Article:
Admittedly, Lewis is facing intense competition. That said, Lewis is the most well-rounded option on the team and generally has the trust of a notoriously fickle coaching staff. His upside is a 12-15 touch per game player with enough PPR juice to be a RB2, provided his health remains intact. There are a lot of “ifs” here, but the upside and being the only Patriots running back who could be a three down option makes him worth the gamble amid a slew of questionable options.
Eric Hardter – RB54
The thing about the Patriots is they don’t care about your fantasy success. Yes, Dion Lewis was great in 2015 before going down with injury, and much like with Jamaal Charles, many asserted this was no big deal and he’d be back dominating in 2016. But apart from a great game against the Texans in the playoffs, it was LeGarrette Blount scoring touchdowns, and James White catching passes and winning the Super Bowl. New England isn’t heavily invested in Lewis from a financial standpoint, and never had an issue with non-conformity as it relates to fans’ expectations. White is still there, Rex Burkhead was brought in, and there are rumors Blount may even come back, creating a fantasy logjam at the position. So when I stack this up against what essentially amounted to a half-season of greatness, there’s no way I can consider Lewis a dynasty RB3, and I expect my fellow rankers to soon move him down the list as well.
Devontae Booker, RB DEN – Composite Rank RB37
Jeff Haverlack – RB24
Booker is a high risk player that still has very little above him on the depth chart. Fantasy coaches are a fickle bunch and after Booker was well hyped prior to the draft in 2016, he continues to slip in value. While I’m not ultra-high on Booker, and wasn’t prior to being drafted by Denver, I always try to value opportunity even if I may not be smitten with the player. He’ll be 25 when the season opens, coming off a campaign where he averaged only 3.5 ypc on 160 attempts, but should the Broncos not draft significant competition at the position, he’ll be locked into a battle with CJ Anderson for the rights to a bigger share of touches. Within a position that gets very thin and fraught with risk after the RB15 or so, I don’t mind over-weighting opportunity and youth over a partial rookie year of mediocre performance.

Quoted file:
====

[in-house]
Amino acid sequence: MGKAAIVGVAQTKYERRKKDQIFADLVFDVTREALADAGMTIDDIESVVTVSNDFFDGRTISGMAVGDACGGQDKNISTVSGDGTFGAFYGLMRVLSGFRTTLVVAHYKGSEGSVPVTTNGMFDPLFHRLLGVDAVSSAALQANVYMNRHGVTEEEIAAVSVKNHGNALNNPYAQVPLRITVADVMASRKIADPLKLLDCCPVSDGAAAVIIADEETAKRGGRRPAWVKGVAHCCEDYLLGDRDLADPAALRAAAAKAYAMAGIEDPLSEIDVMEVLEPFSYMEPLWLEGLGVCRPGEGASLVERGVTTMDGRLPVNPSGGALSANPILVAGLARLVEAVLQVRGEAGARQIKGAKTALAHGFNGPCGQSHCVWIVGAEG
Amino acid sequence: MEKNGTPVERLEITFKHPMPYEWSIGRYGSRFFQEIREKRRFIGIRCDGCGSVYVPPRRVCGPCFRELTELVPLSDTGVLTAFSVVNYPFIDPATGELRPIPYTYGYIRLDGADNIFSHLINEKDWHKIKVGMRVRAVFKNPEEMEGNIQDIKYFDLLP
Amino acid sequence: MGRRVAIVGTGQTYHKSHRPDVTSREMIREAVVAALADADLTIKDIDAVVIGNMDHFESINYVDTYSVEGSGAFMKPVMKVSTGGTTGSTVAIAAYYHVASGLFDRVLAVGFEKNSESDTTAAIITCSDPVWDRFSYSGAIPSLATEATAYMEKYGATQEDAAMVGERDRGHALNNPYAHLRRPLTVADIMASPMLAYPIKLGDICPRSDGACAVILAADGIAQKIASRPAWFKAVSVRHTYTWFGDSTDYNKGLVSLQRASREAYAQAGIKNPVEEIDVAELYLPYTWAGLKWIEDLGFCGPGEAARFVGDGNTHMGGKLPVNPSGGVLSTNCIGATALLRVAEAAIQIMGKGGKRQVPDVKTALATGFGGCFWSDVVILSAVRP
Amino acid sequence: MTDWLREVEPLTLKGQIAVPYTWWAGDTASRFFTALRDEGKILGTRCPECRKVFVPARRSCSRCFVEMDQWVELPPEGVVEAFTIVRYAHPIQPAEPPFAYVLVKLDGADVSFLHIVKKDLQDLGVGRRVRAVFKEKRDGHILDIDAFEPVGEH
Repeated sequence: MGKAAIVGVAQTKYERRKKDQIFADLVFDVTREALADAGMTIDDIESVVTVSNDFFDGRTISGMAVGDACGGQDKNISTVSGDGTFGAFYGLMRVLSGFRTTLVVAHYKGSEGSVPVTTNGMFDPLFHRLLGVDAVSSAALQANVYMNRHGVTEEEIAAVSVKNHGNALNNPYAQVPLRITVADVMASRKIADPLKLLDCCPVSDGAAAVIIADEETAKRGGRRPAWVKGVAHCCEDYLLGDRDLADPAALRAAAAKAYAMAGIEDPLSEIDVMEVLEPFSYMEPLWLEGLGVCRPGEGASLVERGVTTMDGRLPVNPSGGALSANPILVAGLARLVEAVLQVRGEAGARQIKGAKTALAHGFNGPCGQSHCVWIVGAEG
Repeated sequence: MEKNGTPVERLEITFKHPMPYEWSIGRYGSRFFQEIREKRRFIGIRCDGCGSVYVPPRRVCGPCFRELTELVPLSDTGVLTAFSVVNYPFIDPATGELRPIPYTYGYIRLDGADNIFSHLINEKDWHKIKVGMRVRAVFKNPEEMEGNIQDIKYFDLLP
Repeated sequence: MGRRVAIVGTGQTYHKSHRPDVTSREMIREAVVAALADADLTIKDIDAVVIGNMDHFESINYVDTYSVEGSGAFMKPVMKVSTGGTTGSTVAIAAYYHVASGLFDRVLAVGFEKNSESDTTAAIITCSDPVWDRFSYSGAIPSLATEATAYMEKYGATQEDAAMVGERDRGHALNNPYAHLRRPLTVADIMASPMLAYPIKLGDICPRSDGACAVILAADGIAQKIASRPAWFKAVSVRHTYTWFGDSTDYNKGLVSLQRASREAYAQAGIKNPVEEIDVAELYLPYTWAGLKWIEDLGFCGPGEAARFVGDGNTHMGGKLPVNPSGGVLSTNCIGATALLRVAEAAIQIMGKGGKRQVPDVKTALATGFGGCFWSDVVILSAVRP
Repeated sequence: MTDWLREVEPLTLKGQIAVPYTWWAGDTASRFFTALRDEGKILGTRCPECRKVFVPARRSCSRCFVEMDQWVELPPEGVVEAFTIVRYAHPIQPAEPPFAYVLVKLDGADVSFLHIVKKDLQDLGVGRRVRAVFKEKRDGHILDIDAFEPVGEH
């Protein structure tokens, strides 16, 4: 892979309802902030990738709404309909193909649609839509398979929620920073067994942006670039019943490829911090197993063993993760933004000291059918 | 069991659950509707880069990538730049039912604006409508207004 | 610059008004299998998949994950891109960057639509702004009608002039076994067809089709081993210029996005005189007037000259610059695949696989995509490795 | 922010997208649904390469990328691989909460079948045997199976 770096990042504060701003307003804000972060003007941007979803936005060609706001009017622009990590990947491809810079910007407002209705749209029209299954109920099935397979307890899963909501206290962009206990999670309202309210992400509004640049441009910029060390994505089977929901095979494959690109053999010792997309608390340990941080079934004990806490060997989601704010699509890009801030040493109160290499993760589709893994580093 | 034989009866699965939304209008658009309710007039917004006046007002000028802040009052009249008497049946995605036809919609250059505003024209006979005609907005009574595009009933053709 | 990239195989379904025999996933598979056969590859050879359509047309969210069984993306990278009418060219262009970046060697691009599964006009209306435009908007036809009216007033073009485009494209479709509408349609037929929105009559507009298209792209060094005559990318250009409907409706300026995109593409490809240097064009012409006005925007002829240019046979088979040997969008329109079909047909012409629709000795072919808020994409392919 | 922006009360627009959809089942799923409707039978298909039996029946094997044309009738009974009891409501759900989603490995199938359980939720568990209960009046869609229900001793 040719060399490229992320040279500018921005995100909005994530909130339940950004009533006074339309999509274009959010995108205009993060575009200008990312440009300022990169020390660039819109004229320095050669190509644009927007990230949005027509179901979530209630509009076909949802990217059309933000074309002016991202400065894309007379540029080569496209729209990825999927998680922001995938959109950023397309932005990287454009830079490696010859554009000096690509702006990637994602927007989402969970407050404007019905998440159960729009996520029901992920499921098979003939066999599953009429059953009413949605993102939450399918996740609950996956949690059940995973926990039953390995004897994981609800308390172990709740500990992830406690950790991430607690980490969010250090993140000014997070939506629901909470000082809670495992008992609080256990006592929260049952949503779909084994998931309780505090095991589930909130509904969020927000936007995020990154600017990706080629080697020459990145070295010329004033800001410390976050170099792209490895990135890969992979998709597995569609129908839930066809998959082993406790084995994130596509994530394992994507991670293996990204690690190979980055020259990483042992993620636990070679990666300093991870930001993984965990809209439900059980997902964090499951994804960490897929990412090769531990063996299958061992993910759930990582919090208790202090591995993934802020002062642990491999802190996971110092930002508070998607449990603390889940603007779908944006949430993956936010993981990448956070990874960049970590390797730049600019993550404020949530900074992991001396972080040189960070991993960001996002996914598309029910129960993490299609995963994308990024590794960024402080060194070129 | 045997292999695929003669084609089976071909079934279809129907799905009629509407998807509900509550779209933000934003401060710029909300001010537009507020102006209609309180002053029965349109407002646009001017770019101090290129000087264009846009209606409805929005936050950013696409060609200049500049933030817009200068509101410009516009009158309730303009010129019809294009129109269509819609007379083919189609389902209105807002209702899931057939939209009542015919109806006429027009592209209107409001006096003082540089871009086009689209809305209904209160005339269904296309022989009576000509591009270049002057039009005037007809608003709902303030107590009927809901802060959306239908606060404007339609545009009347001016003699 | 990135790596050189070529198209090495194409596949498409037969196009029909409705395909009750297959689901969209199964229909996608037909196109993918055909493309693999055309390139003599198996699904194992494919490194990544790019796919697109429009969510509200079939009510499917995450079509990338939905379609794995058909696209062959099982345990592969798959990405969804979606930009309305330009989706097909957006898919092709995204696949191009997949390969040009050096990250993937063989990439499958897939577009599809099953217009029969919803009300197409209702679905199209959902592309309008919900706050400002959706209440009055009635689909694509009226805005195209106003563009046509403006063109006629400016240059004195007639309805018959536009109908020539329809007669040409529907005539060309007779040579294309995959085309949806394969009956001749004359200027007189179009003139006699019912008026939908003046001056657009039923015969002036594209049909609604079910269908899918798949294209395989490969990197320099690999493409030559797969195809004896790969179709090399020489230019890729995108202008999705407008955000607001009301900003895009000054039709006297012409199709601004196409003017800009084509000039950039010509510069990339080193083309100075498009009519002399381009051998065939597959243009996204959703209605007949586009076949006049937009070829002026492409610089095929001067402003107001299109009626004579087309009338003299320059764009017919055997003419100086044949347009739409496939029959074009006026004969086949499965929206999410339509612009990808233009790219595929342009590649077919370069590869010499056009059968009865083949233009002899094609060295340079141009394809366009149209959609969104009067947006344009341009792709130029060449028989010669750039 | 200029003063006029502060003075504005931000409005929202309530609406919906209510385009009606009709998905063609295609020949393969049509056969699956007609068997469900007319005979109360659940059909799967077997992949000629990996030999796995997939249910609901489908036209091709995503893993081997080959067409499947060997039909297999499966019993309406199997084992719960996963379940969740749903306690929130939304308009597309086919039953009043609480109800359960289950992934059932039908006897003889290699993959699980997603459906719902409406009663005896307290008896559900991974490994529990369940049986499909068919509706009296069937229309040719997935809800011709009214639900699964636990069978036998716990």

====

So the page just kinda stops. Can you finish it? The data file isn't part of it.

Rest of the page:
George Kritikos – RB54
Booker is what happens when a below average athlete can do a little of everything, but doesn’t excel at anything. Some have seen Booker as a future three down back capable of starting in the NFL. He is more likely a career backup who may flash with a good matchup or significant volume. This type of player is consistent, but not in a good way. I’d rather take my shots on players with upside.
Charles Sims, RB TBB – Composite Rank RB41
Jaron Foster – RB25
Prior to the NFL Draft, the RB position is the most difficult to rank. Several of the elite players at the position over the last few years are facing a steep decline, and rumors are swirling about the strong rookie class coming in and taking over any number of jobs. Sims is a high RB3 for me due to a combination of what I perceive as a high PPR floor, as well as the security that regardless of Doug Martin’s status or an incoming rookie he will have a job. The ceiling isn’t particularly high, given that he has shown he cannot handle a RB1 workload, but at this point in the offseason I’m more concerned with the floor.
Jeff Haverlack – RB58
This article actually uncovered an overlooked player that should have been ranked higher on my board. Originally ranked as my RB86, I have since raised Charles Sims to the RB58 in my positional ranking on opportunity alone. There’s no question that Sims has ability and in PPR formats can even hold his own should be able to garner enough touches. That said, outside of 2015, he’s largely been a roster clogger requiring injury above him on the depth chart for usage that would produce any meaningful results. With Doug Martin suspended to start 2017, there’s a chance that Sims finally gets to carry the load, but all expectations are that Tampa Bay will add a bigger back to eventually replace the flagging Martin. Sims will turn 27 shortly after kickoff of the 2017 season and while I do see opportunity, I just can’t get excited about his addition unless it comes with an almost-zero cost.
That wraps up this edition of Defending Your Rankings. I hope you find these extended thoughts from our rankers useful. Keep an eye out for the next in the series, where we’ll take a look at everyone’s favorite dynasty position – kicker…uh…I mean wide receiver!